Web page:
What you see is what you get at Golf Grande Bastide
At La Grande Bastide you get what you see, namely 18 good golf holes without any blind shots. The course is a well-kept park course, and it is fun to play with mischievous greens, which are well protected everywhere by numerous sand bunkers.
The biggest challenge is the heat and 7-8 water hazards on the southern part of the course.
French people speak French and preferably nothing but French. But on the golf course, they have, after all, embraced a single international word: FORE. If you have a crooked day on this compact course, you will probably need to shout it a few times, because many fairways are close to each other. Conversely, on this course you have an honest chance to play all 18 holes with the same ball, because there are only a few chances of losing it.
The opening hole is one of the options where a large right-handed hook can land in the water, but otherwise it is an unproblematic par4 hole with a small right-handed play. Then a good handful of holes are played dry-shoeed, before you again on holes 8 and 9 have wet penalty areas to the right and left midway between the tee and the green.
Note, by the way, that you do not turn at the clubhouse after the first 9 holes, in fact you only get close to this after hole 15, which is the most difficult of the course with a narrow landing area in a dogleg between two lakes. A short and controlled tee shot followed by a somewhat longer shot against the green seems to be the best solution to avoid wet balls.
Golf in the countryside
If you translate La Grande Bastide directly, the meaning is The Great Country House, and the entire neighborhood around the railway facility is also characterized by being former agricultural land. There are still a number of smaller country houses and light industry in the area, but several areas are being subdivided into residential areas close to both Grasse and Cannes, which can be reached in 30 minutes by car.
The course is flat and relatively compact, but the course architect Cabell Robinson has still managed to create a beautiful course, which from the yellow tee measures 5,416 meters. He is clearly inspired by Robert Trent Jones, with whom he previously worked, before La Grande Bastide was laid out in 1990 with its modern characteristics in an open landscape, where from the small highlights you can see most of the path between the young trees.
The wide fairways usually lead to well-protected greens, and during the warm-up before the round, it pays to spend a few extra minutes getting a handle on the speed difference between putting in co- and counter-grass.
The south of France supplies skilled golfers
One of France’s most successful golfers, Victor Dubuisson, was born in Cannes in 1990, and is thus exactly as old as La Grande Bastide. It is said that he holds the course record, which is 68 strokes, and that he set it before he became a professional in 2010. On this classic par72 course, where you meet a par3 hole 4 times and as many par5 -holes, while the remaining 10 holes are par4, a course record in -4 does not sound flashy, but it may be the difficult greens that prevent a lower score.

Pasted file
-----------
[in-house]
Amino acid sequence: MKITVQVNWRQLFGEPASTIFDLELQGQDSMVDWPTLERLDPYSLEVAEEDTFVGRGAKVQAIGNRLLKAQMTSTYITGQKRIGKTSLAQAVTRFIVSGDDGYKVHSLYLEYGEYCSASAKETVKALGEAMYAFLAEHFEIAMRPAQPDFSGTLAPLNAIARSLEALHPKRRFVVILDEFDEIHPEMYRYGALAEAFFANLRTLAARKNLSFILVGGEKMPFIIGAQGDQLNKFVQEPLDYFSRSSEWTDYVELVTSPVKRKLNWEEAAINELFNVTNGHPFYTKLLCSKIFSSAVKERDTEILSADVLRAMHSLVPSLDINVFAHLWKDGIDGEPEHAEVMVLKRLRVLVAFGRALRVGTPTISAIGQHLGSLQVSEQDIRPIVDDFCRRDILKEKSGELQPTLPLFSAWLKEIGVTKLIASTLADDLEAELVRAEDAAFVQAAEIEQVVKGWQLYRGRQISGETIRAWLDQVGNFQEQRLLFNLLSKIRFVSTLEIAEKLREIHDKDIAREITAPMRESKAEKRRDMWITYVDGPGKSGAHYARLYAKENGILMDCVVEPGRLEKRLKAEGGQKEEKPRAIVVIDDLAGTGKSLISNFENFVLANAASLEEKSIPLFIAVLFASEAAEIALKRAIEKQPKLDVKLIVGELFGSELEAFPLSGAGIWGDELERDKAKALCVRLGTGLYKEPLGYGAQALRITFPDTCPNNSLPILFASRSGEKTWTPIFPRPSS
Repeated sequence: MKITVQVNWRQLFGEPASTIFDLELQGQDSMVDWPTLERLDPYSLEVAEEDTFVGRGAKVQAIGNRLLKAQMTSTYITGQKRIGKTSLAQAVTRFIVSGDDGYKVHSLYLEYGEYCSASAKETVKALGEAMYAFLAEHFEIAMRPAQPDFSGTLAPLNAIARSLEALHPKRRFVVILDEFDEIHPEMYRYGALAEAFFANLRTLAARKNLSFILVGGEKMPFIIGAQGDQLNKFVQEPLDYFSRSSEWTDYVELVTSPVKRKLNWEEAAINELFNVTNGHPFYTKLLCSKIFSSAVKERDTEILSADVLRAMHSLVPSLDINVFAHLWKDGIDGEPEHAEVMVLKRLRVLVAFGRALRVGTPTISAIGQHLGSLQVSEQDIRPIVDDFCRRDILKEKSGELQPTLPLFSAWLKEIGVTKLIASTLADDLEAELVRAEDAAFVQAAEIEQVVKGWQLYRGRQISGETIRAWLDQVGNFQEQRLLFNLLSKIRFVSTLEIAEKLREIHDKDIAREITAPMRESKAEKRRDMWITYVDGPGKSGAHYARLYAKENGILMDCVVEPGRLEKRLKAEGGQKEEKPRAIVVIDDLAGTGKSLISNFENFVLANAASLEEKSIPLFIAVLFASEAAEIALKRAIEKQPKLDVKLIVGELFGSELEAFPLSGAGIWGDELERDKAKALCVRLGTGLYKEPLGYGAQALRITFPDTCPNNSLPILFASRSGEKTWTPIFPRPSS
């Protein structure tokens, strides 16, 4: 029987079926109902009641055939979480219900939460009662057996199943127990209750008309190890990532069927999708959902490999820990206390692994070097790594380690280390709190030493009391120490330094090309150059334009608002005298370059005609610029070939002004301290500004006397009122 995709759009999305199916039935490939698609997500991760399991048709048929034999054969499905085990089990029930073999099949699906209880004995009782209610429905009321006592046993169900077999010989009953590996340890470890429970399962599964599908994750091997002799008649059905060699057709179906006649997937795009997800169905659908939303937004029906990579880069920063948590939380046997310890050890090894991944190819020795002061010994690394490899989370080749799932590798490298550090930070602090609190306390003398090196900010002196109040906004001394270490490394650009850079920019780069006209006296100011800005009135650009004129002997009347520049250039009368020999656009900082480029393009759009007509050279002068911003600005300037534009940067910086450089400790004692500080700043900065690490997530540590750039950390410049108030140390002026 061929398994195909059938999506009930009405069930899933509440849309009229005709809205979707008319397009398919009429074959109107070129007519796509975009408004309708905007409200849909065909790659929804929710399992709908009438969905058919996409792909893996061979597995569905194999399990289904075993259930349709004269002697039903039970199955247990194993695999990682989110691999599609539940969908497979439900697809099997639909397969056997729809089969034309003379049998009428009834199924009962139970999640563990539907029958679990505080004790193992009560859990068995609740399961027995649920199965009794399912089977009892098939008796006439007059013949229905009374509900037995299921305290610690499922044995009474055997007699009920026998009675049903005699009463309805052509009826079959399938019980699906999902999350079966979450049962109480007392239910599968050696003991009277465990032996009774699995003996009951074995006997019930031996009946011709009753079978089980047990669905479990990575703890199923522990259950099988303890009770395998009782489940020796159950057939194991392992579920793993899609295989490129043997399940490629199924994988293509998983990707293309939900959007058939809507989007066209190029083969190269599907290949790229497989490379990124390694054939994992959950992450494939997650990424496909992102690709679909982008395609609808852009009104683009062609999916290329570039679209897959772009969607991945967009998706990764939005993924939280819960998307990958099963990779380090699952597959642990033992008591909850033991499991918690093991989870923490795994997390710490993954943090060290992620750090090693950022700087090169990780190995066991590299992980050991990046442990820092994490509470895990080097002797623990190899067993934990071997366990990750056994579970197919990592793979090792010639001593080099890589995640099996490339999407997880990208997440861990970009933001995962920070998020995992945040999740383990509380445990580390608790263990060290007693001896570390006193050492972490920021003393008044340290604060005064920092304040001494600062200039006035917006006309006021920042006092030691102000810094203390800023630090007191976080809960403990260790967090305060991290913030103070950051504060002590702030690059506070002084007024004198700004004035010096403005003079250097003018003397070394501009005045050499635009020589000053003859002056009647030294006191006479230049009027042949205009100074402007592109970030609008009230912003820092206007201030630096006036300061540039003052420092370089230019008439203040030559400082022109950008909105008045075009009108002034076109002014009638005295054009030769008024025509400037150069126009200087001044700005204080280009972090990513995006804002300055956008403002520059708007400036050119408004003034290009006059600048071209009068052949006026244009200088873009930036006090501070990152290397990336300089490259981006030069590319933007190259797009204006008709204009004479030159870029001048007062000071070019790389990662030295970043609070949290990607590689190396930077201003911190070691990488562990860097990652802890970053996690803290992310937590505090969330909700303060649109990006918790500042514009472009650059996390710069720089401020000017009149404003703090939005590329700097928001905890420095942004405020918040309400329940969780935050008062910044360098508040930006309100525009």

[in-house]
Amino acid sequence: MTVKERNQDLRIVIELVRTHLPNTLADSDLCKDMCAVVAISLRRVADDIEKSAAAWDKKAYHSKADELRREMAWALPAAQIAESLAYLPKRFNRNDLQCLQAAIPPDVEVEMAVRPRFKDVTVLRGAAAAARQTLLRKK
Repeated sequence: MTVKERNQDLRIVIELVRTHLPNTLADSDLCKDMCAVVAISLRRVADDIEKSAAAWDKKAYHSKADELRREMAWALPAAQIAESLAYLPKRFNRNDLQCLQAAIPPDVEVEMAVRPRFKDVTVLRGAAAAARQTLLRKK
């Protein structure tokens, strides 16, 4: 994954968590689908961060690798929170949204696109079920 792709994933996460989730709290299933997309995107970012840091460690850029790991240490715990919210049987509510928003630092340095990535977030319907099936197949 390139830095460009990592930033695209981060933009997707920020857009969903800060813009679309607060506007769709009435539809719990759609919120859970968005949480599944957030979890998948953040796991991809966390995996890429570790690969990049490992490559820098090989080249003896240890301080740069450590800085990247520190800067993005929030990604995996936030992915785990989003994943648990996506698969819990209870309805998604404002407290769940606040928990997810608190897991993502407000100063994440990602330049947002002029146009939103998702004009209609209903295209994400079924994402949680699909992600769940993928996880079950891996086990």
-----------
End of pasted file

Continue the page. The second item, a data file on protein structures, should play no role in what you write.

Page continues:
Victor Dubuisson has also played on the winning European Ryder Cup team in 2014 in Scottish Gleneagles together with, among others, Danish Thomas Bjørn.
Overview map “Plan Général” for La Grande Bastide
Bliss on hole 19
Good food and drink is always a deserved and tasty end to a round of golf in the hinterland of the French Riviera, where the weather most of the year is golf weather. And already at the end of hole 15, you risk becoming extra thirsty when you put out on the green right in front of the clubhouse’s shady terrace. But from there you have to move on to hole 16, which is a short par3 hole followed by the two final par4 holes, which should only cause problems if you drive the tee shot on hole 18 too far into the dogleg.
Unfortunately, the course can get a little brown and sweaty – but still playable – during the summer months, when adequate watering is an expensive pleasure. The club restaurant’s prices, on the other hand, are modest, and you can have a sensible meal accompanied by a cold beer or a glass of locally brewed wine without any pain.
The green fee varies somewhat in price between about 40 and 85 Euro depending on the season and time of day, but the club is part of the Open Golf Club concept, where it is possible to buy green fees on several courses for a better overall price.
Of course, the pro shop also rents out buggies and clubs, but I personally prefer to play this course on foot and with my own equipment. Remember to invest in a “Carnet de Parcours” course guide before you go out and enjoy this affordable course in the hinterland of the French Riviera.
By Mikael Mortensen / 2020.